IMPROVING ENERGY EFFICIENCY IN THE TYGERBERG ADMINISTRATION BUILDING IN PAROW Lodewyk Jansen & David Christopher
BACKGROUND The City of Cape Town is embarking on a programme to save energy as a part of the Cape Town Energy Strategy: Cities for Climate Protection Programme. Part of this programme involves improving the energy efficiency of buildings used by the City, where opportunities for saving huge amounts of electricity and money have been identified. The project initiater, Mark Borchers, Director of Energy Develpment Group, did a survey to decide which of the Bellville or Tygerberg Administration Building in Parow to choose for the project. Parow was chosen because it is smaller making it more manageable, with supportive and enthusiastic staff, its reputation for taking the lead with new ideas, and the already identified savings opportunities.
Why save energy? 1) To reduce the environmental impact of energy use 2) To save money It has been estimated that the Tygerberg Administration building can save about 130 000 kilowatt-hours (or units) of electricity per year. This means a saving of about R 37 000 and 140 tons of CO 2 per year. The aim: -To reduce the electicity consumption at the Tygerberg Administration building by 20% by November 2003. -This was achieved on 13 November 2003! This means a reduction of 12.1 tons C02 and monetary savings in excess of R3 190 per month. -Congratulation to the team!
How will electricity be saved at the Tygerberg Building? Phase one: Technical interventions 1.Changing all the incandescent (bulb) lights to compact fluorescent lights (480 replacements). 2.Solar water heating – replacing main hot water cylinders in the building. This reduces electricity use for water heating by about 50%. 3.Timers on the hot water geysers 4.More efficient urns –– called Hydroboils. Phase two: Staff behaviour change regarding electricity use: 1. Switch off lights when leaving the office, even for an hour. 2. Switch off the air conditioner when leaving the office for an hour or two. 3.Turn the airconditioner thermostat so it doesn’t heat or cool the office as much – sometimes people set it to ‘max’ without thinking. 4.Don’t rely on the airconditioner only – sensible dressing also saves much electricity (if it’s cold wear a jersey in the office!) 5.Set your computer to ‘hibernate’ when not used for more than half an hour, and switch off the computer when you leave the office for more than 2 hours.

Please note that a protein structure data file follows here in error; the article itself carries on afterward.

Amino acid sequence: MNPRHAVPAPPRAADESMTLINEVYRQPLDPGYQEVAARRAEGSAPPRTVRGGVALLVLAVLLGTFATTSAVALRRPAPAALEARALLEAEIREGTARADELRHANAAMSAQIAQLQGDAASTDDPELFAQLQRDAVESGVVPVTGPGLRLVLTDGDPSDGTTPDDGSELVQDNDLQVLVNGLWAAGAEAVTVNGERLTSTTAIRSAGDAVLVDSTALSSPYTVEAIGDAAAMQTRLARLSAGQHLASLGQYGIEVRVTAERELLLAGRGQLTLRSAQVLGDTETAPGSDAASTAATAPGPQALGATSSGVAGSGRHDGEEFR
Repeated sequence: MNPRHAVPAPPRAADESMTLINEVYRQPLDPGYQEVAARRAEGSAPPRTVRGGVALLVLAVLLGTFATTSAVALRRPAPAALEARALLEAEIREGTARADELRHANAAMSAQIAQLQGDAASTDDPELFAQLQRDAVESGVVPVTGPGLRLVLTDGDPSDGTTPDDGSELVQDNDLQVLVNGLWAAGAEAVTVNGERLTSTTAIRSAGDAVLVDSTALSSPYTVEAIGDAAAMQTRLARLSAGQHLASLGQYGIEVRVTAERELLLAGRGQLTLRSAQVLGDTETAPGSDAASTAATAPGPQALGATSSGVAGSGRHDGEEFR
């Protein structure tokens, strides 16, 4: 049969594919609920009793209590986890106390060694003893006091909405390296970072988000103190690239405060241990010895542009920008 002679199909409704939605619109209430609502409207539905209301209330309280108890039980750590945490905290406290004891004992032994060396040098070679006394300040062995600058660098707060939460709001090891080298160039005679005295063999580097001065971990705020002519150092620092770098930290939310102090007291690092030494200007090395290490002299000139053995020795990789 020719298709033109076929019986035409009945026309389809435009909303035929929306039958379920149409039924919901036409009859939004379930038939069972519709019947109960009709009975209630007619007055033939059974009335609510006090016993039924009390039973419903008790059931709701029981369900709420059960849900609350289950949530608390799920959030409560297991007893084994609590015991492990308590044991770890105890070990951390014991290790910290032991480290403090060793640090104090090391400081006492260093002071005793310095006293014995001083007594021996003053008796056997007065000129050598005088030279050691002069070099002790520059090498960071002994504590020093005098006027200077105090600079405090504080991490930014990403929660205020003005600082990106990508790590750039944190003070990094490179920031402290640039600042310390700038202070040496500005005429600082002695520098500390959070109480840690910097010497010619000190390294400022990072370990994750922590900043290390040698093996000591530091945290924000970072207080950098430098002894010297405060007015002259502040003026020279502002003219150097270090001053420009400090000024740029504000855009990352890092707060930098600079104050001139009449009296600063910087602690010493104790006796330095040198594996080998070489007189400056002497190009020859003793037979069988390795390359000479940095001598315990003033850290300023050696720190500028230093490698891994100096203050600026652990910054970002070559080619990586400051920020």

COMMUNICATION & EDUCATION (Target audience: City of Cape Town Staff) Phase one (technical interventions) Regular e-mails on the background, progress, feedback and the way forward. A project brochure with a compact fluorescent bulb for each staff member sponsored by Nova Lighting. Article in staff newspaper, Contact. Osram’s booklet on availbale energy saving devices Information Boards (Savings Chart) in Foyer for the public and at the lifts for the staff on the progress of the project. This gets updated weekly
Phase two (focus on staff behaviour change.) Questionnaire to all staff (still in the process of analysing this) Whatch this space! THE WAY FORWARD Continues monitoring and staff feedback. Information Board Savings Chart updates on a regular basis. Possible Item to council to ‘sell’ the project (Hopefully once the project has shown what can be done, it is expected that the programme will be rolled out to other City buildings) For more information: David Christopher Tel: (021) 938 8067 E-mail: email@example.com
SUMMARY Various City staff members are taking on additional roles as educators and communicators for projects, but they do not always get the recognition for what they do in this regard. They need to get more support and get exposed to professional development opportunities like attending conferences like these. We cannot fix our energy problems by technology alone. We need to communicate and educate people alongside technological developments.